Full Committee Markup -- H.R. 2304
Opening Statement By Chairman Bart Gordon
Today, the Committee will consider two bills, H.R. 2304, the Advanced Geothermal Energy Research and Development Act, introduced by Mr. McNerney, and H.R. 2313, the Marine Renewable Energy Research and Development Act, introduced by Ms. Hooley and Mr. Rohrabacher.
Each of these two bills is designed to expand our country’s renewable energy production portfolio. Both geothermal energy and marine energy are enormous resources that have great potential to make significant contributions to meeting our nation’s energy needs at a competitive cost. But they require support for research and development in order to advance to a state of commercial readiness.
Geothermal energy is the energy stored as heat in the earth’s crust, and it is a resource of truly vast potential. Yet most of this potential goes untapped due to lack of resources to develop the technologies and techniques that would make geothermal energy widely accessible.
H.R. 2304, The Advanced Geothermal Energy Research and Development Act of 2007, will build on and expand the existing DOE geothermal energy program and provide the support to develop a wide range of Hydrothermal and Enhanced Geothermal Systems. In the process, the bill would reinvigorate geothermal research and development in the United States, and elevate geothermal energy to a position as major contributor to our nation’s power production portfolio.
Marine renewable energy technologies today are at a stage of development similar to where wind power was about 20 years ago. The prototype technologies show great promise, and the resource is huge, potentially able to provide as much as 10% of our nation’s electricity needs. But here again, researchers and industry require more support if they are going to move these technologies from the experimental stage to commercial viability. H.R. 2313, the Marine Renewable Energy Research and Development Act of 2007, is designed to do just that.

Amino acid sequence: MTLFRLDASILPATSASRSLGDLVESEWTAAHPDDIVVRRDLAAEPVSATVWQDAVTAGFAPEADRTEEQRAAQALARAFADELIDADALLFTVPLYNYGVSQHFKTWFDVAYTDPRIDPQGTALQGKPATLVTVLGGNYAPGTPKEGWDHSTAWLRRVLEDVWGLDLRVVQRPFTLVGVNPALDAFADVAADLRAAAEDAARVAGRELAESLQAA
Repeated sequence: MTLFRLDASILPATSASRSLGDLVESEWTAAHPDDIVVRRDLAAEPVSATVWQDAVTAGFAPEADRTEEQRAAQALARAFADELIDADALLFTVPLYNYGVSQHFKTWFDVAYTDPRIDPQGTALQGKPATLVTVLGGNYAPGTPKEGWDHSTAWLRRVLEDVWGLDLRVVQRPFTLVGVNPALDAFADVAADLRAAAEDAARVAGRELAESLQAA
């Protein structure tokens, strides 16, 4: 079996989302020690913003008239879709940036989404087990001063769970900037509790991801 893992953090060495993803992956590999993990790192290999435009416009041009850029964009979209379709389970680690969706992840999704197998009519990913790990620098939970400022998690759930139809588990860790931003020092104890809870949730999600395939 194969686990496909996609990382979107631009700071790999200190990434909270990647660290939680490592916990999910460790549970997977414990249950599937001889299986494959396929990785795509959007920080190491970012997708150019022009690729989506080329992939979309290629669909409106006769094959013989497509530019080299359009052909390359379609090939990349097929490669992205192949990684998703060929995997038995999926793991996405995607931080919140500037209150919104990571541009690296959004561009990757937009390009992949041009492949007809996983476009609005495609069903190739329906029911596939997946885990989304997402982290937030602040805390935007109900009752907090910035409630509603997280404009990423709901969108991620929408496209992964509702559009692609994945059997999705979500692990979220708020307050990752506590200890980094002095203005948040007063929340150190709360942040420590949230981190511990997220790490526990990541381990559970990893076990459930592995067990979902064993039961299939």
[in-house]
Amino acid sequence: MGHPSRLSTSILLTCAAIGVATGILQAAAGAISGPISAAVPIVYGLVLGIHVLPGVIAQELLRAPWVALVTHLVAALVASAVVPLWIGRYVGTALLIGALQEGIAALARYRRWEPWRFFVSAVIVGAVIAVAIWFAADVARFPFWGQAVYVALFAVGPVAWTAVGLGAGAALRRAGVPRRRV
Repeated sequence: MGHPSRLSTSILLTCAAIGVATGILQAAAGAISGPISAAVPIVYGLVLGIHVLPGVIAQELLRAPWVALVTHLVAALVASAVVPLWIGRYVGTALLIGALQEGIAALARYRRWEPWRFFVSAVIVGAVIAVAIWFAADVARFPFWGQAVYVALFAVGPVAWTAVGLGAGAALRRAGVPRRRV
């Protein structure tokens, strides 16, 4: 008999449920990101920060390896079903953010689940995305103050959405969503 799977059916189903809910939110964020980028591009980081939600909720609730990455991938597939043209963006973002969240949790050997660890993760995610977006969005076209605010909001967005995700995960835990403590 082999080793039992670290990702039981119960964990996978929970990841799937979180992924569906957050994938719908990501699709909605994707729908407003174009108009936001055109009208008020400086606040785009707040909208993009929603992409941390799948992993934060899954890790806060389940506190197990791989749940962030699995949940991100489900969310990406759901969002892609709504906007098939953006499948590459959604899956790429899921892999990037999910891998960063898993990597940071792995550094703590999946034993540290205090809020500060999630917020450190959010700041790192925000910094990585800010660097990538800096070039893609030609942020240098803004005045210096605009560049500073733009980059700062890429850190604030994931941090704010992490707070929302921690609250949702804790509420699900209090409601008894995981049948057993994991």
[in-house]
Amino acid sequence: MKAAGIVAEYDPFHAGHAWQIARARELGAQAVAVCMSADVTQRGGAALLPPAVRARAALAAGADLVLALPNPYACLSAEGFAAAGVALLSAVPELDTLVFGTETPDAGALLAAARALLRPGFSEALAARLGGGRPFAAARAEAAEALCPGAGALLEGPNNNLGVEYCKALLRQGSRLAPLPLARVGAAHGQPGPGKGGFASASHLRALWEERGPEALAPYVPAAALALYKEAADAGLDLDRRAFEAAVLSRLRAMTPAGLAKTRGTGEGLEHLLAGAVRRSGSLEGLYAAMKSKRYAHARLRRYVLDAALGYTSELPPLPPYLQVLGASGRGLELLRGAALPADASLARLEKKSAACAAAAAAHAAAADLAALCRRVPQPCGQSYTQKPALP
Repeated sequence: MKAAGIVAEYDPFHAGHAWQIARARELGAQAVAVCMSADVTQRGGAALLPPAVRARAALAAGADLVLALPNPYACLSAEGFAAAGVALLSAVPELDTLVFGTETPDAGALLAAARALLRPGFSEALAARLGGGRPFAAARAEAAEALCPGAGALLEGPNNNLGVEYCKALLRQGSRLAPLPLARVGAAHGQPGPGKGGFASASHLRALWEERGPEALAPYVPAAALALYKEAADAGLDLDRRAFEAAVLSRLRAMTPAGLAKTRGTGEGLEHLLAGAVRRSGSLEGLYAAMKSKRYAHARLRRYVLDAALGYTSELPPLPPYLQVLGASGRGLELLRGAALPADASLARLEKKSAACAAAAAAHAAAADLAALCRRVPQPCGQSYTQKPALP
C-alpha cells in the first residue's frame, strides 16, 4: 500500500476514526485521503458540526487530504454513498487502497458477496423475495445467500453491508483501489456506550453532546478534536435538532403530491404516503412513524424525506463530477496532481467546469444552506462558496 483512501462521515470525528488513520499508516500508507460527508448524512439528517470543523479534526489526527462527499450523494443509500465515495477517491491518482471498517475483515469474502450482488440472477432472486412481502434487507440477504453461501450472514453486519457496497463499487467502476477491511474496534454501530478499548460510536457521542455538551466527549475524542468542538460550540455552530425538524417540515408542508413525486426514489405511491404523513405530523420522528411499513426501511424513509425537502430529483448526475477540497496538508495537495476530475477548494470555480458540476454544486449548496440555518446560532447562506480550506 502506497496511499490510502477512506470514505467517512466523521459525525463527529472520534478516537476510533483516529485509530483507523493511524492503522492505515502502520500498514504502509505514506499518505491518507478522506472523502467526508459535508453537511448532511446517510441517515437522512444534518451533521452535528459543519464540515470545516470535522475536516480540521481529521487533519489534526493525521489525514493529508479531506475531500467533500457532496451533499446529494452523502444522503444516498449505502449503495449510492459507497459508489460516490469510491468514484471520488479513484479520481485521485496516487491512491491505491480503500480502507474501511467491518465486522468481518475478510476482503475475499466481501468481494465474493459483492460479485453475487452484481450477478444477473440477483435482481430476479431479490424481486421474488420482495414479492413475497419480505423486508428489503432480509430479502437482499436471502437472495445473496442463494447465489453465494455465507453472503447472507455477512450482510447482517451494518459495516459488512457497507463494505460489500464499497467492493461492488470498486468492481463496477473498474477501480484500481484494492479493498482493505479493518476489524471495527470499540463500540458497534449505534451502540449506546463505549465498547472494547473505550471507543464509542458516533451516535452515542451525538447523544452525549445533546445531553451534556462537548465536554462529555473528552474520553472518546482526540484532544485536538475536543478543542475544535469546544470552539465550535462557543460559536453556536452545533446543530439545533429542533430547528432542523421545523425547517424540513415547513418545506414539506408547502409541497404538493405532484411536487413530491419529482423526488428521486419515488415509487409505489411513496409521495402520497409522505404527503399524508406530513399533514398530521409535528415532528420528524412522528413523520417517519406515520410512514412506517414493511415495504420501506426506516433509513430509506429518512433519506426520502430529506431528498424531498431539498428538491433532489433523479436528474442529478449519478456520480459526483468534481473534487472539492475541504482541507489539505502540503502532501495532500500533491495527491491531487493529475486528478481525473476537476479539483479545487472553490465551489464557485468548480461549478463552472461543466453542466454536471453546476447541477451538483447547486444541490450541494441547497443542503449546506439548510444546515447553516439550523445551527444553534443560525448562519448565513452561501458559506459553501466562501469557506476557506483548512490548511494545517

Both of these bills are designed to address overlooked opportunities in our efforts to create a 21st century energy policy that emphasizes good American jobs, diversity of supply, increased national security, and reduced environmental impact.
I want to thank my colleagues, Mr. McNerney and Ms. Hooley and Mr. Rohrabacher, for introducing them. I urge their passage, and look forward to getting them to the House floor.
I would like to make one final comment before we get down to business. I want to offer my sincere thanks and appreciation to my friend and colleague, the Ranking Member Mr. Hall, and his colleagues on the minority side for proposing some very thoughtful amendments to these bills for our consideration today.
I can’t guarantee that we’ll be supporting all of them, but we will definitely be supporting some of them, and the committee staff informs me that the amendments have contributed significantly to the quality of this legislation.
I think this is another fine example of the bipartisan spirit with which we strive to conduct the business of the Science and Technology Committee.
Thank you to everyone for your thorough consideration of these important bills, and for your substantive contributions to make them even better.